Ivor was just 12 years old when he was taken to Auschwitz. He survived with the help of his older brother, but the rest of his family were murdered in the Holocaust.
Out of my family, nine children and my mother and father, only me and my brother Alec survived. He saved me from the jaws of death.
Ivor Perl was born Yitzchak Perlmutter on 4 February 1932, in a Hungarian town called Mako. He grew up in an Orthodox Jewish family with eight siblings – four brothers and four sisters. Antisemitism was rife across Hungary, and Mako was no different. On the streets, Ivor had stones thrown at him, abuse shouted at him and his hat knocked off his head. He remembers: ‘having rocks thrown at us was quite normal, as was being called ‘dirty Jew’’.
Despite this, for most of World War Two, Ivor and his family were relatively safe from the reach of the Nazis. Hungary was allied to Germany, but at first the country did not bow to Nazi pressure and take part in the systematic murder of Jews which was taking place across Europe. However, in March 1944, Nazi occupation began in Hungary. The fascist Arrow Cross Party gained power and levels of antisemitism increased. New legislation meant contact between Jews and non-Jews was banned and Jews were forced to wear a yellow star. Ivor remembers having to put boards in front of their windows to prevent them from being smashed.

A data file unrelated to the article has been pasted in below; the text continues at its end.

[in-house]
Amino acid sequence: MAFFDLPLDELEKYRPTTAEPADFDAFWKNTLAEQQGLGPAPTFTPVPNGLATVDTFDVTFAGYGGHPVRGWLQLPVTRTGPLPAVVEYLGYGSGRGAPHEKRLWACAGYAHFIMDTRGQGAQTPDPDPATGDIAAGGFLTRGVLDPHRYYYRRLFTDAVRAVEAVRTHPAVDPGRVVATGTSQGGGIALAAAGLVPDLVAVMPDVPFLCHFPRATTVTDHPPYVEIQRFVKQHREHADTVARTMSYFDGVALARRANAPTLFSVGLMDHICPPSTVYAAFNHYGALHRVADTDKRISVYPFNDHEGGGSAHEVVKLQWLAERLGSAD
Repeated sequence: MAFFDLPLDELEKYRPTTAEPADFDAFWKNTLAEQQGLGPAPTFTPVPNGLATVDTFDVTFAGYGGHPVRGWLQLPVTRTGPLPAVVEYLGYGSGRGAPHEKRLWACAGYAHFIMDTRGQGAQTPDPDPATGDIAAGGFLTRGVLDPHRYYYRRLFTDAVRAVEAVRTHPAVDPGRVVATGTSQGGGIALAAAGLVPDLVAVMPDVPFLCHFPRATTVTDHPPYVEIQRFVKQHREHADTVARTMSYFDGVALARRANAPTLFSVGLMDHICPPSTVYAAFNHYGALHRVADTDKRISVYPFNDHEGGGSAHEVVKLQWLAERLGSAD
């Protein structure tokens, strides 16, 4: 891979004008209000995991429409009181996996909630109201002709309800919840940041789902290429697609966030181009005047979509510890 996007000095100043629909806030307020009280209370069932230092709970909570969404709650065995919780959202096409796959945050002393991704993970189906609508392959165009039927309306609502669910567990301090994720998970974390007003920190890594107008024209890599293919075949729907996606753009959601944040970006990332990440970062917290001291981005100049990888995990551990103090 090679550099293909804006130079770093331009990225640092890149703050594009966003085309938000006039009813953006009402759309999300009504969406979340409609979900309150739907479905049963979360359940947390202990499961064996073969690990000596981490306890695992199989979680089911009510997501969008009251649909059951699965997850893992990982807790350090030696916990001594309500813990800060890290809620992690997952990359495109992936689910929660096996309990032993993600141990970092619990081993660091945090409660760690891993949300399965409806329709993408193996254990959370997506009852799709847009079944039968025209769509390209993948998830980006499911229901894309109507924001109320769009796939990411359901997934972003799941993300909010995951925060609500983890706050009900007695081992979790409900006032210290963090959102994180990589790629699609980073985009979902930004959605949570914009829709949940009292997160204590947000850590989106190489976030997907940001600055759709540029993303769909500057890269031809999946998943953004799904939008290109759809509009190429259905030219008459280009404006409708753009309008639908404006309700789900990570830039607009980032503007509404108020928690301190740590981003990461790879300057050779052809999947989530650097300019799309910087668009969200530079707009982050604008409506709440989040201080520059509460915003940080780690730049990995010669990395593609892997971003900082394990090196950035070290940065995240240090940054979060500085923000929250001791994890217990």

Initially, Jews were forced into ghettos – small and overcrowded areas with appalling living conditions. Ivor and his family moved in with an aunt, who already lived in the area which was made into a ghetto. His father was taken away for forced labour along with his eldest brother, who Ivor would never see again. The family was soon deported to a bigger ghetto for two days, where they were told they would be sent east on a transport to work on farms. Ivor, who was 12, was forced onto a train with his family. After days of suffering in the cramped and dirty train carriage with people dying around them, they arrived at Auschwitz-Birkenau.
‘When we arrived in Auschwitz all we could see from the cracks in the cattle truck were some Polish Jews in striped uniforms. And they kept on shouting in Yiddish: ‘The children must say they are at least 16 years old.’
As they were forced off the train, people were divided into two lines. Ivor wanted to join the line that his mother, sisters and younger brothers were told to stand in, but his mother stopped him – a decision that saved his life. Upon reaching the front of the line, his fate rested in the white-gloved hands of the infamous Dr Josef Mengele, a member of the SS, who demanded to know his age. Remembering what the prisoners had told him, 12-year-old Ivor lied and Mengele’s finger pointed him away from the gas chambers. Ivor recalls ‘I said, ‘I want to come with you Mummy’. She said ‘No, go and stand there with your brother’. It’s the last time I saw them.’
Ivor was put into a barrack in Auschwitz I, which served as a holding camp for prisoners awaiting orders to begin forced labour. He was given a number – 112021, which he says he will never forget. However, it was not tattooed on his arm as it was for most prisoners, as they had run out of ink. For the time he was at the camp, his days consisted of wandering around between roll calls and queuing for meagre meals.